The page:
Michigan GOP moves forward with election-denying candidates The party voted resoundingly to support former President Trump's false claims about the 2020 election in their picks for state's next top elections officer and top law enforcement official.

Michigan GOP moves forward with 2020 election-denying secretary of state and AG

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This weekend, Republicans in Michigan voted to endorse Kristina Karamo, a candidate who claims the 2020 election was stolen, as their nominee for the statewide position that controls voting in the critical swing state. NPR's Miles Parks was there in Grand Rapids for the vote, and he has this report.

MILES PARKS, BYLINE: As Michigan GOP chair Meshawn Maddock began reading the results of this weekend's vote, the crowd here at DeVos Place Convention Center in Grand Rapids erupted.


MESHAWN MADDOCK: I want to congratulate our endorsed candidate for secretary of state, Kristina Karamo.

PARKS: Kristina Karamo is a community college professor who's made her name in politics by denying the 2020 election results. This weekend, she moved one step closer to overseeing Michigan's elections when she won the Michigan Republican Party's endorsement to become their nominee for secretary of state. Instead of primaries, in Michigan, political parties pick their nominees for a number of down-ballot races at party conventions like this one.




PARKS: That's the sound of Republican delegates inserting their ballots into voting machines they don't trust, voting in an election that was focused on a perceived lack of integrity in elections.

VALERIE ALLEMON-RAIMI: Well, election fraud is on the top of my list because we all know what happened. We all do. And if you don't think it happened, you're living under a rock.

PARKS: That's Valerie Allemon-Raimi. She's a delegate from Macomb County, Mich., who just voted for Karamo, and she's wearing what looks like a giant Donald Trump flag that's been turned into a dress.

ALLEMON-RAIMI: I've had this for almost a year now, but I bought two of them. I actually bought three and gave one to my friend.

PARKS: She says she's gotten a few eye rolls from more establishment Republicans here at this convention, but it was clear from the voting results this weekend that the anti-Trumpers here were outnumbered. Trump endorsed Karamo and an election-denying candidate for attorney general, and they both beat out more mainstream Republican candidates. But some Republicans worry the party is picking ideologue candidates at the expense of electability. Karamo, for instance, has also said evolution shouldn't be taught in schools, and she spoke at a QAnon conference last year. Here she is at a recent rally with Trump.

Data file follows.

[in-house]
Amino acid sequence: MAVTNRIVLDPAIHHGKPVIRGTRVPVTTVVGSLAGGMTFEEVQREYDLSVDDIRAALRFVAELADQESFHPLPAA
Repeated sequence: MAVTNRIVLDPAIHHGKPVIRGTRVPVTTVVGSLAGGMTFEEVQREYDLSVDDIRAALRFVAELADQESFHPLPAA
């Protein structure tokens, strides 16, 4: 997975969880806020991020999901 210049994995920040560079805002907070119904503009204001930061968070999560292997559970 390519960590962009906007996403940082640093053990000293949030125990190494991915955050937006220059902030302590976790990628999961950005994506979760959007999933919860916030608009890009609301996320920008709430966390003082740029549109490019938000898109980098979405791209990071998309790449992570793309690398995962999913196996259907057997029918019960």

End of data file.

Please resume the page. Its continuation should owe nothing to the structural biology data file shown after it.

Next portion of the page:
KRISTINA KARAMO: President Trump, thank you for what you did for our country. You pulled the scale off of so many people eyes of how there's a cabal of people in leaderships bent on destroying our country.


KARAMO: Thank you.

PARKS: While Karamo clearly energizes the Trump base, fellow Republican, Michigan state Representative Beau LaFave, says...

BEAU LAFAVE: There's no way that Kristina Karamo will win in November.

PARKS: LaFave also ran for secretary of state, and his main argument was that Karamo has too much baggage to win a general election against incumbent Democrat Jocelyn Benson, who already has a large fundraising lead.

LAFAVE: It's going to be every single ad the Democrats play. Starting on Monday morning, it's going to be QAnon Karamo. And I don't think that's going to work.

PARKS: Benson, the Democratic incumbent, says she hopes when people look at her race against Karamo, they understand the risk of putting someone in charge of voting who denies the results of a fair election.

JOCELYN BENSON: It's like putting arsonists in charge of a fire department. This is a choice between whether or not we'll have a democracy moving forward.

PARKS: An NPR/Marist College poll from November found that more than 60% of Republican voters don't trust that elections in the U.S. are fair, making election denialism almost a prerequisite for statewide Republican candidates. How that strategy plays, however, in an election where Trump isn't even on the ballot remains one of the biggest open questions of this year's midterms. Miles Parks, NPR News, Grand Rapids, Mich.


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